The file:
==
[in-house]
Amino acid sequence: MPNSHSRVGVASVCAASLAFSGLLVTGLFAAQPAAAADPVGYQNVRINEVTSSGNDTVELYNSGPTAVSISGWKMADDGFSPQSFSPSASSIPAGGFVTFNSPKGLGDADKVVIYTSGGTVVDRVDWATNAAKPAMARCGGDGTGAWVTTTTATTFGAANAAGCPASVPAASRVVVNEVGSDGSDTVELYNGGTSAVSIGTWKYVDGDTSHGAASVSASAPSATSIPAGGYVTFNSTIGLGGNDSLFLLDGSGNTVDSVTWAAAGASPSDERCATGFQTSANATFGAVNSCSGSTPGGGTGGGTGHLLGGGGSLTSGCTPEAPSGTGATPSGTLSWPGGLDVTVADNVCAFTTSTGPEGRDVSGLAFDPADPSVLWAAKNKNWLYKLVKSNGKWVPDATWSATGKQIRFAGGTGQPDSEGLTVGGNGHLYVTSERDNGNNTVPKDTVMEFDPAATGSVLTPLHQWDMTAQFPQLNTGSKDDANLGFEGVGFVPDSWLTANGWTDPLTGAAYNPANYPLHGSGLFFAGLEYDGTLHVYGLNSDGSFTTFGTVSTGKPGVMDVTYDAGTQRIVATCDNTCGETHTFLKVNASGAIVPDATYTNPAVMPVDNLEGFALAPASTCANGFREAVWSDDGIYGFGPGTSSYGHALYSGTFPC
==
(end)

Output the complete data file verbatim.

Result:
[in-house]
Amino acid sequence: MPNSHSRVGVASVCAASLAFSGLLVTGLFAAQPAAAADPVGYQNVRINEVTSSGNDTVELYNSGPTAVSISGWKMADDGFSPQSFSPSASSIPAGGFVTFNSPKGLGDADKVVIYTSGGTVVDRVDWATNAAKPAMARCGGDGTGAWVTTTTATTFGAANAAGCPASVPAASRVVVNEVGSDGSDTVELYNGGTSAVSIGTWKYVDGDTSHGAASVSASAPSATSIPAGGYVTFNSTIGLGGNDSLFLLDGSGNTVDSVTWAAAGASPSDERCATGFQTSANATFGAVNSCSGSTPGGGTGGGTGHLLGGGGSLTSGCTPEAPSGTGATPSGTLSWPGGLDVTVADNVCAFTTSTGPEGRDVSGLAFDPADPSVLWAAKNKNWLYKLVKSNGKWVPDATWSATGKQIRFAGGTGQPDSEGLTVGGNGHLYVTSERDNGNNTVPKDTVMEFDPAATGSVLTPLHQWDMTAQFPQLNTGSKDDANLGFEGVGFVPDSWLTANGWTDPLTGAAYNPANYPLHGSGLFFAGLEYDGTLHVYGLNSDGSFTTFGTVSTGKPGVMDVTYDAGTQRIVATCDNTCGETHTFLKVNASGAIVPDATYTNPAVMPVDNLEGFALAPASTCANGFREAVWSDDGIYGFGPGTSSYGHALYSGTFPC